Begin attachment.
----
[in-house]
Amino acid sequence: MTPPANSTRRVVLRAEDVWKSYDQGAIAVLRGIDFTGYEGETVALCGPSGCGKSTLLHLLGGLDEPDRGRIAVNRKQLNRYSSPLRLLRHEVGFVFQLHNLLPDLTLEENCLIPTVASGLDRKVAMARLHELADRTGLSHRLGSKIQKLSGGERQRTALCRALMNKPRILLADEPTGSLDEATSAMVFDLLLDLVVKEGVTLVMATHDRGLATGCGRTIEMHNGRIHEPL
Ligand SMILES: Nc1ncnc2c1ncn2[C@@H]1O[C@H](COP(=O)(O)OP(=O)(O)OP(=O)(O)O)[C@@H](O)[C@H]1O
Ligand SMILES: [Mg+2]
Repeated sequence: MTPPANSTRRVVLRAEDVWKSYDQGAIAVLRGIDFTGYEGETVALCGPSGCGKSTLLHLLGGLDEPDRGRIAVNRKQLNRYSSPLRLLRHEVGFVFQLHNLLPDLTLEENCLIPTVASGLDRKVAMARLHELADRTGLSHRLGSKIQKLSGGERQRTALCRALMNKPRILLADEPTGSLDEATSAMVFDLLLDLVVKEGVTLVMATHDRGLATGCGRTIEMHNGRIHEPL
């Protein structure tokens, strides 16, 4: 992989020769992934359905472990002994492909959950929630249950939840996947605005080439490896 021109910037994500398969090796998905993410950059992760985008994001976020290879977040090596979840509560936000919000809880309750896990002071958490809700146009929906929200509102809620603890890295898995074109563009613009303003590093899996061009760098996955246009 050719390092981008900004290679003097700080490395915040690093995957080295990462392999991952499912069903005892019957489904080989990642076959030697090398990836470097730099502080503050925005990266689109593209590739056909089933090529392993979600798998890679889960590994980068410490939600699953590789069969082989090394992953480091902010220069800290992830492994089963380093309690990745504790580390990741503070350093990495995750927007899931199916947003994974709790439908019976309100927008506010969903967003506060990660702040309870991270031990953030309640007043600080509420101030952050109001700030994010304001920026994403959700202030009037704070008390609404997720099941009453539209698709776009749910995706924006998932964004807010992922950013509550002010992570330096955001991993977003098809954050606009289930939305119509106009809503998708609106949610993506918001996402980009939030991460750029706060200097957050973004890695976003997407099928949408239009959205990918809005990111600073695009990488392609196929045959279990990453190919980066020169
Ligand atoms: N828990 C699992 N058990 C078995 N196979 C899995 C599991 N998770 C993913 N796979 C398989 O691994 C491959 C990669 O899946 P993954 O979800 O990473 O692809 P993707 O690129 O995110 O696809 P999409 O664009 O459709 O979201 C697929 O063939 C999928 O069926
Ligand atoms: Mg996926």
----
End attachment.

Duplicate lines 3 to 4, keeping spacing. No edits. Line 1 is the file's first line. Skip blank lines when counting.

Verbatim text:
Ligand SMILES: Nc1ncnc2c1ncn2[C@@H]1O[C@H](COP(=O)(O)OP(=O)(O)OP(=O)(O)O)[C@@H](O)[C@H]1O
Ligand SMILES: [Mg+2]